Is it sufficient to have single database inside the DMZ which the webservers in the DMZ receives their data from.

Or if setup with two databases is a better solution, that would be to have a database in the internal network which the database in the DMZ receives from?


Your question is a little vague, so I would advise that you consider what threat models you're trying to protect yourselves from.

The first thing to do is to define that a DMZ is a region in your network which is considered wholly or partially untrusted, because it is attached to the Internet (or some other untrusted and hostile network). The DMZ defines a security boundary between that infrastructure and your internal, more trusted environment. That security boundary is usually enforced by a firewall or similar network controls. You might be saying "yeah, I know this", but I've seen people completely misunderstanding the point of a DMZ and I want to make sure we're on solid ground.

My understanding is that you're concerned about keeping your database in the DMZ along with the web server, because you've got internal equipment from your trusted network connecting into that database. This is a common configuration, and many people do indeed get by just fine by allowing connections from the trusted network to the database in the DMZ.

However, one thing to consider is the authentication model. If you're authenticating to an MSSQL server in the DMZ via AD, and your domain controller isn't in your DMZ (I hope it's not!) you'll need to allow that AD traffic through the firewall. This isn't a good idea, really. So, utilising database replication to sync data through the DMZ boundary so that the inner database can be authenticated to via AD, while the outer (i.e. DMZ-based) database doesn't need to speak to the DC, is actually a pretty good solution.

  • You are using a more "forgiving" term of DMZ than I am/was. I use zoning for what you mean, and DMZ for the zone that has NO safeguards. I think he e should utilize zoning instead of just a DMZ, E.a. a controlled environment with Authentication, authorization and Accountability. (the 3 A's). as a side note I would recommend utilizing Secure Shell connections and a DB that only listens on local host as security methods to limit exposures to threats. – LvB Mar 5 '15 at 11:37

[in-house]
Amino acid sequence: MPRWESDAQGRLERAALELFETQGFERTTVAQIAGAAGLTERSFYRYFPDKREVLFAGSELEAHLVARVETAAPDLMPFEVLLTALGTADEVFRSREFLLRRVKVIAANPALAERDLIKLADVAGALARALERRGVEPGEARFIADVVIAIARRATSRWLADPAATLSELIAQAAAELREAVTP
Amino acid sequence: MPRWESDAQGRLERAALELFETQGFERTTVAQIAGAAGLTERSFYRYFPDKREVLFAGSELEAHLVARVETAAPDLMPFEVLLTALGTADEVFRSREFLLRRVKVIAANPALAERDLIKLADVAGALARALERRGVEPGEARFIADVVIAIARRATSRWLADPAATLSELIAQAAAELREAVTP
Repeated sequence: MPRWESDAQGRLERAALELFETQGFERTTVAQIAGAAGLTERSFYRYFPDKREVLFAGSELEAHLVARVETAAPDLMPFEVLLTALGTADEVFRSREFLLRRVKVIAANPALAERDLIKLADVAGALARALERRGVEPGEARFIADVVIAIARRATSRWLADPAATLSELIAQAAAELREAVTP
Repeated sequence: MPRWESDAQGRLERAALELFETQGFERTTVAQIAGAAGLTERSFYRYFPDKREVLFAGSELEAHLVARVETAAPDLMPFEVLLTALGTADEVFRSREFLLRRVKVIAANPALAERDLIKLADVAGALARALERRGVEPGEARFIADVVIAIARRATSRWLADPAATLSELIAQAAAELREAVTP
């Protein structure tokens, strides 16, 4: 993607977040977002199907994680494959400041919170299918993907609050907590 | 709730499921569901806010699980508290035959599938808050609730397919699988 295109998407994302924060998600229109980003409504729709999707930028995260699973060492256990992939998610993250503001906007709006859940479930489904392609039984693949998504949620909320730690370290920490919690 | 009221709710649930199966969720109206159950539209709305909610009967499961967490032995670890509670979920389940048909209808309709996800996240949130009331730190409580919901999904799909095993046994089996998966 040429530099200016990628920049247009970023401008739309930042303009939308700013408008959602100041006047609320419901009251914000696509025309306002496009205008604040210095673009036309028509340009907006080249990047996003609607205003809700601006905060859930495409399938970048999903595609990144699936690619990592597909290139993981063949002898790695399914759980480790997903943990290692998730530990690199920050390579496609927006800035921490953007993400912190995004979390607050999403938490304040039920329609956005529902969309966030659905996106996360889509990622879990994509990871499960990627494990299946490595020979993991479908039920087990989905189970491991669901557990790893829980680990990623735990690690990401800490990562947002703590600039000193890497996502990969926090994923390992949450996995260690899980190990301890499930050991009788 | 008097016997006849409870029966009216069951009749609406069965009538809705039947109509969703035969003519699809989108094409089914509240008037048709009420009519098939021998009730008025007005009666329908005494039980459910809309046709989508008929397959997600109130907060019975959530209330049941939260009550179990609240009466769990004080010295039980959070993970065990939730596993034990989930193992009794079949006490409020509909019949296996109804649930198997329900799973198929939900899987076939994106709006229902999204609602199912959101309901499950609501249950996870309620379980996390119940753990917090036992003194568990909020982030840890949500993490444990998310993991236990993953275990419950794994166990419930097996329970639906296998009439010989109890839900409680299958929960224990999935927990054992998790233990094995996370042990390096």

It is better to NOT use a DMZ at all.

but if you must, assume everything in the DMZ is compromised and should be distrusted and assumed leaked to others. therefor the best solution would be to move your DB and webservice outside of the DMZ, and employ a reverse proxy inside your dmz. (and make sure the webserver can only talk with the proxy, and the DB only with the webserver) when you do this. and all other standard techniques and safeguards you could be safe from attackers. (you still need to do a security check as is pointed out in a comment by @Polynomial)

--Additional info about DMZ.

DMZ's are systems that are outside of your normal protection and safe-guards (e.a. there without all the things you normally have to protect yourself against misuse). in reality there is no valid reason to have a system in a DMZ apart from honeypots.(a honeypot is a system specifically designed to be an attractor for viruses / attackers so that you can analyse them.) for all other legitimate use you should use multi-layered defenses and just have a clearly defined acces path THROUGH your firewalls (e.a. your firewall allows calls to your webserver on port 80 and 443 but only if there for "your-domain" and only to a specific end-point (like the only webserver or the main load-balancer).

In practice it is sometimes needed to have a system in your DMZ to utilize something because of policy (IMHO a bad policy). if your stuck with that situation,
I would use whats called a reverse-proxy to proxy all valid request from inside the DMZ to inside your safe network where your webserver is. this prevents most of the scipted attacks and keeps your base security intact. it does mean you have to protect your webserver through other means to limit the effect of a compromised webserver (simply because its now inside your network)

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    It would really help if you even attempted to motivate your statements. "It is better to NOT use a DMZ at all" clearly isn't a self-justifying statement – Stephane Mar 5 '15 at 10:47
  • Sorry, but this is a horrible answer. If you're going to propose something radical like "do away with security boundaries" then you sure as hell better have some strong justification. Also, "you should be safe from attackers" without quantification as to a threat model is very dangerous assurance to give. – Polynomial Mar 5 '15 at 10:54
  • I am not suggesting to get away with the boundaries, I'm suggesting you USE the boundaries. a DMZ is NOT a method to ADD boundaries to a system or network, its a way to place something OUTSIDE of those boundaries. As I mentioned you should ADD additional boundaries to your webserver if you poke a hole though your firewall for it. (this should be done anyway as any server can become compromised.) DMZ has a very narrow use case and its NOT what you are using it for. it is only for systems that you want to have NO security on, or has its own security through other means,that conflict with yours) – LvB Mar 5 '15 at 11:23

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